30th Anniversary of Beirut Bombing

30 years ago today, we woke up to the fact that over 200 of my fellow Marines were killed by a truck bomb.  A truck bomb…now we have the “fancy” term Vehicle Borne Improvised Explosive Device (VBIED).  In accordance with their rules of engagement, the Marines on the gate had their weapons but they were not loaded.  The concept of dragon’s teeth, and serpentine roadblocks had not been developed (we learned from that lesson).  The Marine compound was at the Beirut airport, and was the same facility and location used by the French peacekeepers before we took over the role.

That morning, I awoke to the news along with every other Marine world wide, AND WE WERE PISSED.  Thirty years later, and I still am.

We look at the middle east and cities like Tehran, Beirut, Baghdad, Tel-Aviv, Riyadh, Amman, Damascus, and so forth and we see an active modern city.  Then we try to apply our “Western” culture and values to what we see, and this is where we fail.  We camouflage and obscure the truth as we apply labels like extremist, or terrorist to individuals or even groups but that is really not accurate.  Since at least the 8th Century, Islamic forces have been in conflict with Christian cultures.  Honestly, you could probably trace this back even further but, in many ways we are in conflict culturally not religiously.  There nature of our conflict, is the willingness and ability of our enemies to violently attack anything.  In recent history the attacks have moved to more symbolic cultural targets.  The “things” that they feel are so wrong with our culture of freedom and forgiveness.  Couple that willingness to do harm, with the tribal organization of the region, the global nature of communications and commerce, and we are left with the situation that we have today of continued violence and conflict not only with the culture of “the west” but also between the tribes themselves.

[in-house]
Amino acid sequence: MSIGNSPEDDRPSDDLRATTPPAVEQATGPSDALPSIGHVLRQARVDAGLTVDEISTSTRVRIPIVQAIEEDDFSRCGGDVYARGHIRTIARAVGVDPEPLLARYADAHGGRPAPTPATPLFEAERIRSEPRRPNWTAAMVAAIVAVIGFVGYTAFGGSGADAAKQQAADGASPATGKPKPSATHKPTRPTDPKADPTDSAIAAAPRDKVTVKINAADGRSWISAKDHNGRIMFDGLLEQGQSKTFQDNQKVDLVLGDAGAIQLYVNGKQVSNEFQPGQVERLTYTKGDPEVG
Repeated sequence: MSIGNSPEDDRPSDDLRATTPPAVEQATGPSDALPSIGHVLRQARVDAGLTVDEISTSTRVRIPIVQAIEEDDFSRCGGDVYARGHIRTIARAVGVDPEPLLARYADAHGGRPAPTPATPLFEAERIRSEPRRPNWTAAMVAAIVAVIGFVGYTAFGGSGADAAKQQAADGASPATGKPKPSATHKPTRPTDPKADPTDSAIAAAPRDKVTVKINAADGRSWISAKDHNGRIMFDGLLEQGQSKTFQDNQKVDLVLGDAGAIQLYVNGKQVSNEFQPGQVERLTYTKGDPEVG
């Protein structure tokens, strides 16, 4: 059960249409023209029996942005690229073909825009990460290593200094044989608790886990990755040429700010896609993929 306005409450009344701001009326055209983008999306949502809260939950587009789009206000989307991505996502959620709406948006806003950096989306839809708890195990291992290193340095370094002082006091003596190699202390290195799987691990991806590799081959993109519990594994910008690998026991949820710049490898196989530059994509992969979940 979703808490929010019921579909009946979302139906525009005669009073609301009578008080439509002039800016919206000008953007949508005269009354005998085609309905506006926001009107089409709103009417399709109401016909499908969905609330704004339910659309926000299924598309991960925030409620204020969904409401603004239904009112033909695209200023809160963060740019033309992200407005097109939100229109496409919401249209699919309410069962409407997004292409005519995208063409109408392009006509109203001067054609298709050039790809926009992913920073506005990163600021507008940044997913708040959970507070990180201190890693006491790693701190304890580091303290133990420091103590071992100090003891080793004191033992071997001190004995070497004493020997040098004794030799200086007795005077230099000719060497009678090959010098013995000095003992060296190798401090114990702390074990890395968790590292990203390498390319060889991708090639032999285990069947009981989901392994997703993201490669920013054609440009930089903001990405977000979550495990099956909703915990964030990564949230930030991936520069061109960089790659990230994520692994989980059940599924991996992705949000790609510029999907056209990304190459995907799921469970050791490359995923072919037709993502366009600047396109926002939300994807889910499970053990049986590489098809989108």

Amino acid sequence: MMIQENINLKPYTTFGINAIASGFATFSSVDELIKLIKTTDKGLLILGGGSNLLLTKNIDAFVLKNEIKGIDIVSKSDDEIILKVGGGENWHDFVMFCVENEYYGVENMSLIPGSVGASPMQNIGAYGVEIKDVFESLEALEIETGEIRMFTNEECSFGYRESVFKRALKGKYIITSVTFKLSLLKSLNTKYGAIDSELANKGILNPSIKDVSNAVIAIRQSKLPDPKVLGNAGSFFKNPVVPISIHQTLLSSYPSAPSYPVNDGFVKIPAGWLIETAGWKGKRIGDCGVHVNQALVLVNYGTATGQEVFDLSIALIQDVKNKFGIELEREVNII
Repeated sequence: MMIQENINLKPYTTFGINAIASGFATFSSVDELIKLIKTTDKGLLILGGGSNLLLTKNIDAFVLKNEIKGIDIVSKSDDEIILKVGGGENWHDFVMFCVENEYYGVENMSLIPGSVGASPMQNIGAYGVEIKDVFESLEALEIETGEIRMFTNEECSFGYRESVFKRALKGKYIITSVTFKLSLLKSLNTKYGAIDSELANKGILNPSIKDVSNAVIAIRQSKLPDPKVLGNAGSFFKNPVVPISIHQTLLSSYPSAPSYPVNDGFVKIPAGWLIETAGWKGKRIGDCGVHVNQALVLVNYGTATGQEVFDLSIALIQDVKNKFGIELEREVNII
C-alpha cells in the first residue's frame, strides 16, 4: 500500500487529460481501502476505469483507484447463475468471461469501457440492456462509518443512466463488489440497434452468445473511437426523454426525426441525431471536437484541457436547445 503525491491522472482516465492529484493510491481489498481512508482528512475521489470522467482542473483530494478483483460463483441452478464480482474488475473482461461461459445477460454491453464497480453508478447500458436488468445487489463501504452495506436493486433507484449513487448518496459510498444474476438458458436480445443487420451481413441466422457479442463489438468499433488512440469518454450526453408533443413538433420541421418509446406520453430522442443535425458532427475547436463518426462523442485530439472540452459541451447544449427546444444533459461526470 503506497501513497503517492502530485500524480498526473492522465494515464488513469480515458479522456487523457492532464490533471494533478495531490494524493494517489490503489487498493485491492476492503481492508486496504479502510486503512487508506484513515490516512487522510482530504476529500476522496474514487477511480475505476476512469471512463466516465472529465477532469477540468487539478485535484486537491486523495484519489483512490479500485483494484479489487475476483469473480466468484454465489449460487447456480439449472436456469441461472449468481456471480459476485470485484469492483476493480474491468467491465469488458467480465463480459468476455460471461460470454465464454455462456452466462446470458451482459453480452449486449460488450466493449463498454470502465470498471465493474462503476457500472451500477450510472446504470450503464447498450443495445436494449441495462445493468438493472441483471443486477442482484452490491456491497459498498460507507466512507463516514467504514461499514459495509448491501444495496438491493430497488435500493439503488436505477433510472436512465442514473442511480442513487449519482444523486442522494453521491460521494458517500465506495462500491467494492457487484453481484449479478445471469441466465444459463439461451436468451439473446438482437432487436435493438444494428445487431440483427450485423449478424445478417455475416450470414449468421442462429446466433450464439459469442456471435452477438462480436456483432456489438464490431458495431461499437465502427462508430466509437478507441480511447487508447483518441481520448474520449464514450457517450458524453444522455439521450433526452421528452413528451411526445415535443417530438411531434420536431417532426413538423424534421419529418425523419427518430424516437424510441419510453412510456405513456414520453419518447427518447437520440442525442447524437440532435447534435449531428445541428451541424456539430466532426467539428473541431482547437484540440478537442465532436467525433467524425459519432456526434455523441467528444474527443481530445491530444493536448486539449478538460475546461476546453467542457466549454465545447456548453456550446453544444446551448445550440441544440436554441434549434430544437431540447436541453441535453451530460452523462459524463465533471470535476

There is no easy solution.  There is no clean solution.  Our conflict is not one based (primarily) on religion but, is one of culture.  Yes, our conflict may have started as a result of religious differences.  Yes, there are still underpinnings of those differences particularly in the religious symbolism and locations of Jerusalem.  By and large though we are in conflict culturally, and that conflict continues to expand and be asymmetrical (another complex word for a simple concept) and unconventional.

30 years ago I was a young 22 year old Marine who woke up to a very different world than the one from the day before.  So was Cpl. Kirkpatrick, go read his story today 30th Anniversary of Beirut Bombing: Survivor Shares his Story | Marines Blog.

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